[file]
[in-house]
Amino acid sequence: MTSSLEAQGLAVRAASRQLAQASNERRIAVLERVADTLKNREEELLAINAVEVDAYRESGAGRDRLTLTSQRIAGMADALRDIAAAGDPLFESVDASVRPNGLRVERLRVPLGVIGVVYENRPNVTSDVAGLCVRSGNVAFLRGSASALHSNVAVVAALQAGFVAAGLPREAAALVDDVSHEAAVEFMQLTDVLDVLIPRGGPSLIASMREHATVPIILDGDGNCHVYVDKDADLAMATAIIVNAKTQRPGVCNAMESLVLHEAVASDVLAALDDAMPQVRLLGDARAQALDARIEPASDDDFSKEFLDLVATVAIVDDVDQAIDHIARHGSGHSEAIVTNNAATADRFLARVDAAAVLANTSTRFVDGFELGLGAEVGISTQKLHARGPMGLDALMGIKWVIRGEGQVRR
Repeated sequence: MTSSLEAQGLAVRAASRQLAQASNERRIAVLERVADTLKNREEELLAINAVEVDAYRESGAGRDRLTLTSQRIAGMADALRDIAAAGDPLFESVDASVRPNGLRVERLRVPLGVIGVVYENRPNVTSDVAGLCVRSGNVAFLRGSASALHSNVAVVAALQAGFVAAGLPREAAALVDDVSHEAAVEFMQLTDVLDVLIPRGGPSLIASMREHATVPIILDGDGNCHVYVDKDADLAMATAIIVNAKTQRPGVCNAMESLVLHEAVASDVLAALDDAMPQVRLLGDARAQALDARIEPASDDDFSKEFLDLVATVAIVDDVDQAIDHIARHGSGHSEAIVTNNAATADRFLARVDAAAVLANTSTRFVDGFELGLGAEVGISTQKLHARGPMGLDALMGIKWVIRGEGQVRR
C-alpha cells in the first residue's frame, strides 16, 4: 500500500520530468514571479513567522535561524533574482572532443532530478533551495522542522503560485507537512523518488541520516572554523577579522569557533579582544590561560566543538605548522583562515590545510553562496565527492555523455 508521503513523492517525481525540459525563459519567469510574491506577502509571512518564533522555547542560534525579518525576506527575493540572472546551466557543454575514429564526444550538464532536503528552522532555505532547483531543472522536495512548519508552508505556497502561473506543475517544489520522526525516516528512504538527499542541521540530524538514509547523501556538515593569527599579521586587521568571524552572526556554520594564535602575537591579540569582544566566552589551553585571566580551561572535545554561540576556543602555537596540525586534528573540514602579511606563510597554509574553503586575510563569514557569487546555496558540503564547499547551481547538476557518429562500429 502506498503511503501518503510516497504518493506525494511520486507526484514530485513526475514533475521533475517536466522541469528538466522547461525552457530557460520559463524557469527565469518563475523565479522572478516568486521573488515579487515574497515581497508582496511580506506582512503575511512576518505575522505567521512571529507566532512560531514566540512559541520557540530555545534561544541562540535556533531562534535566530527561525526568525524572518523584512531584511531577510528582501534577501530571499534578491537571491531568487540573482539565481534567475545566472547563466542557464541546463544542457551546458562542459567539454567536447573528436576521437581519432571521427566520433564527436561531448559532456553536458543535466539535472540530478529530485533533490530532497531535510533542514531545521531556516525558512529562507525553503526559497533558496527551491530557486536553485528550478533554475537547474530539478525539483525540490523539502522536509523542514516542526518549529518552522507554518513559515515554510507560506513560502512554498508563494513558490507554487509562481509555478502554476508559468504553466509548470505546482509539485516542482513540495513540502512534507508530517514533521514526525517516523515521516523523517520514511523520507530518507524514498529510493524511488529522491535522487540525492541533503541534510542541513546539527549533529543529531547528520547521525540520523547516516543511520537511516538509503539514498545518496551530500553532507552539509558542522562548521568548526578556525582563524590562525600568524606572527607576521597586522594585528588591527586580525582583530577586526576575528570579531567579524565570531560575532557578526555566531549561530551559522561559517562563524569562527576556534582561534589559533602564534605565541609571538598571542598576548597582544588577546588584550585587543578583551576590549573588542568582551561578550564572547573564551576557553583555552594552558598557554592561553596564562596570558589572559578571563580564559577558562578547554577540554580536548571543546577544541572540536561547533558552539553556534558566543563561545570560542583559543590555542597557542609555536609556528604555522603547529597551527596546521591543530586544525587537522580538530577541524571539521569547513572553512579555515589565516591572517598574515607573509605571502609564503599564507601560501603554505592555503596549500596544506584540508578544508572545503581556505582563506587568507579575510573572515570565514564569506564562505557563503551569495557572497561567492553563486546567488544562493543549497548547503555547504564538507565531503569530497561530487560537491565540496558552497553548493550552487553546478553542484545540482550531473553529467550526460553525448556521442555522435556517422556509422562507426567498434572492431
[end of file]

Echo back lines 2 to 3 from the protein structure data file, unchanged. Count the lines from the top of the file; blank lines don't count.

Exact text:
Amino acid sequence: MTSSLEAQGLAVRAASRQLAQASNERRIAVLERVADTLKNREEELLAINAVEVDAYRESGAGRDRLTLTSQRIAGMADALRDIAAAGDPLFESVDASVRPNGLRVERLRVPLGVIGVVYENRPNVTSDVAGLCVRSGNVAFLRGSASALHSNVAVVAALQAGFVAAGLPREAAALVDDVSHEAAVEFMQLTDVLDVLIPRGGPSLIASMREHATVPIILDGDGNCHVYVDKDADLAMATAIIVNAKTQRPGVCNAMESLVLHEAVASDVLAALDDAMPQVRLLGDARAQALDARIEPASDDDFSKEFLDLVATVAIVDDVDQAIDHIARHGSGHSEAIVTNNAATADRFLARVDAAAVLANTSTRFVDGFELGLGAEVGISTQKLHARGPMGLDALMGIKWVIRGEGQVRR
Repeated sequence: MTSSLEAQGLAVRAASRQLAQASNERRIAVLERVADTLKNREEELLAINAVEVDAYRESGAGRDRLTLTSQRIAGMADALRDIAAAGDPLFESVDASVRPNGLRVERLRVPLGVIGVVYENRPNVTSDVAGLCVRSGNVAFLRGSASALHSNVAVVAALQAGFVAAGLPREAAALVDDVSHEAAVEFMQLTDVLDVLIPRGGPSLIASMREHATVPIILDGDGNCHVYVDKDADLAMATAIIVNAKTQRPGVCNAMESLVLHEAVASDVLAALDDAMPQVRLLGDARAQALDARIEPASDDDFSKEFLDLVATVAIVDDVDQAIDHIARHGSGHSEAIVTNNAATADRFLARVDAAAVLANTSTRFVDGFELGLGAEVGISTQKLHARGPMGLDALMGIKWVIRGEGQVRR